Kerala nun rape case is India's 'Spotlight' moment: Role of State more important than ever in this battle with Church

The Oscar winning film Spotlight looked at the investigation into child sex abuse by priests of the Catholic Church, and how the Church when told about these crimes, rather than take action tried to cover them up, sending the priests to new parishes where they could continue unchecked abuse. India has her own Spotlight moment.

It has been over two and a half months since a nun filed a FIR alleging that Bishop Franco Mulakkal of the Roman Catholic Diocese (Jalandhar) had raped her over a dozen times in the last two years. The news caused shockwaves in the church, the Catholic community, and in society at large. Since then, there have been other nuns who have come forward with accusations of abuse by the same Bishop. Since the 29 June, when the nun filed the charges, the police has been investigating the case. Given the organisational might of the Church, the investigations are moving at a snail’s pace. After a protest by others nuns on the inaction on this issue, the Kerala High Court has directed the police to submit an action taken report.

 Kerala nun rape case is Indias Spotlight moment: Role of State more important than ever in this battle with Church

Representational image. Reuters

In the meantime, the intimidation of the survivor has begun. She is a survivor on multiple levels. At the first level is the sheer case of the power differential between the Bishop of Jalandhar and the nun. In a strictly hierarchical organisation like the Church, the gap between a Bishop and a nun is huge. Female nuns, in any case, are not thought to be equal to male priests. And, this translates to how secular criminal justice system views the two. The nun has already been interviewed by the police 10 times, the Bishop only once. And, there is a tremendous inertia in moving the case ahead.

This difference in power has an even more devastating consequence for the nun as a member of an organisation — namely the Missionaries of Jesus, a Roman Catholic order for women. She has been vilified by her own organisation. And, there is the entire organisational might of the order against her. The Missionaries of Jesus have come out in support of the Bishop, calling him an ‘innocent soul’; and saying they were ashamed of the protesting nuns.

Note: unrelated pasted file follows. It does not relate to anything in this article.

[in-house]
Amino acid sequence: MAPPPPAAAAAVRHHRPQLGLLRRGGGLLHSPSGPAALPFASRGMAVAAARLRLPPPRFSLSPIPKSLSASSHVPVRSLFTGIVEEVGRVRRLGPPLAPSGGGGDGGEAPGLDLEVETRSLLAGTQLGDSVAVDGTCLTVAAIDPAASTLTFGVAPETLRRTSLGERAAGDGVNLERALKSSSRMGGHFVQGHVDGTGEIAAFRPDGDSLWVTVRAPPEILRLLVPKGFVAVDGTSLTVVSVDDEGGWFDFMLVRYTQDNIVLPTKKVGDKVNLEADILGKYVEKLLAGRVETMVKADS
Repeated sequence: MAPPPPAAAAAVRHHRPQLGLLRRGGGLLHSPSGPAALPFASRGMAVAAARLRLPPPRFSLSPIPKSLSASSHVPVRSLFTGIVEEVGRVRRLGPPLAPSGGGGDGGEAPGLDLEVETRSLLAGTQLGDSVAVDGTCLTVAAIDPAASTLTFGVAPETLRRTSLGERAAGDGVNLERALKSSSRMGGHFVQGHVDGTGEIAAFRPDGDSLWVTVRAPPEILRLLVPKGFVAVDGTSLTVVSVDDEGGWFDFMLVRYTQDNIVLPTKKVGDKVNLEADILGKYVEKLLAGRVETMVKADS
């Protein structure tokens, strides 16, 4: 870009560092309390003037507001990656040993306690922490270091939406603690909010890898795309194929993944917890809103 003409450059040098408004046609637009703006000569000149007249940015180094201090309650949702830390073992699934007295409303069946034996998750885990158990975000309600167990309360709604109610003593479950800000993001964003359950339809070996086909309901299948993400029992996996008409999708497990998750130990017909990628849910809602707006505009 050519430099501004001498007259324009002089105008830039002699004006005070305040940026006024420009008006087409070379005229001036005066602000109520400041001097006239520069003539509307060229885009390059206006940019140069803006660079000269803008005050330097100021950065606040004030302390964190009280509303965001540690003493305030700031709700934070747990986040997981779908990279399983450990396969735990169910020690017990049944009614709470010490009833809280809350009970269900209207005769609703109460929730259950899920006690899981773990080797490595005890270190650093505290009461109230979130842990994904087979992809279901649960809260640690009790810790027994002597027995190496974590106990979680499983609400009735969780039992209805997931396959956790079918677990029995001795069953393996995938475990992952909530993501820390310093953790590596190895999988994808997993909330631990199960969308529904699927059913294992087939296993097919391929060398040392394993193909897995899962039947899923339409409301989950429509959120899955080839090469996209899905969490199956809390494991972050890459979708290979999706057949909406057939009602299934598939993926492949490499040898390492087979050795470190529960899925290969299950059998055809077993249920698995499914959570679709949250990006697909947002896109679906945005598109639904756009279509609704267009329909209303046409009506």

Just to emphasise the point, the Missionaries of Jesus are a female order, that are supporting a powerful man accused of rape, while shaming the survivor. At the third level is the public abuse and intimidation, by powerful men close to the Church. Recent comments by Poonar MLA, PC George comparing the nun to a prostitute brought him a rebuke from all sides. But, the damage is done. Survivor shaming is an old game in rape cases, and the powerful use it well to their advantage.

This story has been played out many times on national and international media. A powerful man with powerful friends, made all the more powerful by the backing of organised religion, in this case the Catholic Church versus the powerless survivor of sexual assault — either a child or adult. The tendency for the rich and powerful to make a deal among themselves to protect their own, and sweep the victim under a carpet is huge. But, that does not serve the interests of justice.

And, this is where the State comes in. The role of the state in a democratic, secular, republic, is to protect the rights of the individual, not of organisations or cabals of the powerful. And, this is where the State needs to act. This is not a Church matter. It is not up to the Church to exile or reassign the Bishop. It is a state matter. And, it is necessary for the state to act. Rape is a crime and the punishment for this has to be meted out by the criminal justice system.

And, this is what is meant by being truly secular. Truly secular is not giving a free pass to all transgressions by senior members of organised religion. Truly secular is ignoring those affiliations in the pursuit of justice. The state must become blind to the religious associations of the survivor and the accused and look at it as a case where the Indian Penal Code has been violated, and rights of a citizen have been trampled upon; and work in the interests of the survivor to deliver justice. And, therefore in the interests of justice, the Bishop needs to be treated not as a member of a powerful organisation, but as any man accused of rape. And, that means him being arrested for the crime. This is what the state needs to do. The big question is whether it will have the courage to do what is right.

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Updated Date: Sep 11, 2018 13:29:02 IST